His conviction came before the U.S. Supreme Court’s landmark 2003 decision in Lawrence v. Texas that made it illegal to criminalize private intimate relationships between consenting adults.

Doe’s partner was also found guilty of the offense. 

“South Carolina is the last state in the country to require sex offender registration for pre-Lawrence sodomy convictions,” said Allen Chaney, ACLU of South Carolina’s Legal Director. “This practice needlessly subjects law abiding citizens to the horrors of the sex offender registry and demonstrates a deeply troubling animosity by the State towards the gay community.”

The lawsuit, filed in the U.S. District Court for the District of South Carolina, argues that requiring Doe to register as a sex offender violates his Fourteenth Amendment rights to due process and equal protection under the law. It names South Carolina Attorney General Alan Wilson and Chief of the South Carolina Law Enforcement Division (SLED) Mark Keel as defendants.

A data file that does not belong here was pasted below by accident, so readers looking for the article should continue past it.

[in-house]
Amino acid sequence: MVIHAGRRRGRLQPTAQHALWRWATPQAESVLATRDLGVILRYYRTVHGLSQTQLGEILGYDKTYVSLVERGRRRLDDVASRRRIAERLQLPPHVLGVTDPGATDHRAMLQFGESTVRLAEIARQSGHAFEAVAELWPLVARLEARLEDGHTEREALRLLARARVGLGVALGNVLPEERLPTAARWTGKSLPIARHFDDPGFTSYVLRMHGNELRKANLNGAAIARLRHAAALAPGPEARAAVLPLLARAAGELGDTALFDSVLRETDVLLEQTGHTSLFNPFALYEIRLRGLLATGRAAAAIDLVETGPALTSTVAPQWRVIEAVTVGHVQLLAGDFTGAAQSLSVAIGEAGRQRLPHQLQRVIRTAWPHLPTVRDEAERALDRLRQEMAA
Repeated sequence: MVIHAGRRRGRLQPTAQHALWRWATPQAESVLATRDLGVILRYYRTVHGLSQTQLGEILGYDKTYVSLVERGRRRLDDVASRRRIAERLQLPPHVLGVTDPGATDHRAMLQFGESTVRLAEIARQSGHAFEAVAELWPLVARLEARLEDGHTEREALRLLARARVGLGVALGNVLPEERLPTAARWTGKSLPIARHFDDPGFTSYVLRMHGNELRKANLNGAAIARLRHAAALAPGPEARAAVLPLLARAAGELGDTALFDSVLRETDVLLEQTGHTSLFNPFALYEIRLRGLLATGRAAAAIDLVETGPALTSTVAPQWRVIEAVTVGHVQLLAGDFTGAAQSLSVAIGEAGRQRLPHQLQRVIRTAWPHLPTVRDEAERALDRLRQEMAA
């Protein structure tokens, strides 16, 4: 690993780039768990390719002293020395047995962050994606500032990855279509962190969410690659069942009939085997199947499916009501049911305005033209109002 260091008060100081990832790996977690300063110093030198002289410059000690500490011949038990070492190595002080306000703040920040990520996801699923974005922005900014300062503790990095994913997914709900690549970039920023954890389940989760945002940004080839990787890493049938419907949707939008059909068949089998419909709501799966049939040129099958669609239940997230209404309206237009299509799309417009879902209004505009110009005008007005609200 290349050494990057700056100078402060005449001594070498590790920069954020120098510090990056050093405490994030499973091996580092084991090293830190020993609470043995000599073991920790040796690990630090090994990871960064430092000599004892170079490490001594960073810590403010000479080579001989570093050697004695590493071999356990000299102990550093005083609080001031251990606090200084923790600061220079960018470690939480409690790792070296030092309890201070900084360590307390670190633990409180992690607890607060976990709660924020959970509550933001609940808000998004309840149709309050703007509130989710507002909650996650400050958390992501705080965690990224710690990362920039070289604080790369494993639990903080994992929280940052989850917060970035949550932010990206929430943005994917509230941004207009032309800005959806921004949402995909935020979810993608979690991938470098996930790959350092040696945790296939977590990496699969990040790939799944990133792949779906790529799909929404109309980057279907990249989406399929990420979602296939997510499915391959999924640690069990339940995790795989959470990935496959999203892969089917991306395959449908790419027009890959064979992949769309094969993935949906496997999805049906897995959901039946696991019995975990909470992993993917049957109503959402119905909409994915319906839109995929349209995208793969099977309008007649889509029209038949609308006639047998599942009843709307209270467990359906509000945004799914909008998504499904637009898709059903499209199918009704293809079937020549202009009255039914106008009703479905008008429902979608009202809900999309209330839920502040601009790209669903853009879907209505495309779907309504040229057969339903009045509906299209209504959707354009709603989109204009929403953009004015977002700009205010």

Robert Kittle, spokesperson for the Attorney General’s Office, said Wilson did not have a comment on the pending litigation. 

Doe is seeking to have his name, and the names of other people convicted under the law, removed from the registry. According to the lawsuit, at least 18 people in South Carolina are still forced to register as sex offenders because of the buggery law. 

“It is unconscionable that in 2021, South Carolina would still put people convicted of having gay sex on the sex offender registry,” said Strugar. “This kind of overt, state-sanctioned homophobia would have been surprising 30 years ago. Today it is shocking. And it is unconstitutional.”

Doe’s lawyers write that a sex offender status “seriously restricts the public and personal lives of registrants,” adding that Doe “suffers severely under the sex offender label, which involves the state in the daily management of his life.” 

Doe said he was denied a professional license recently, leading him to bring the lawsuit forward. In addition, Doe must report to the local sheriff’s office twice a year and report information that is “encyclopedic in scope,” according to the complaint. 

“Doe suffers continuing harm because of the continued application of South Carolina’s Buggery statute,” the lawsuit alleges. 

“This is wrong, violates well-established constitutional law, and must be stopped,” wrote the ACLU of South Carolina in a press release. “Being gay isn’t a crime, and having gay sex isn’t a sex offense. Enough is enough.”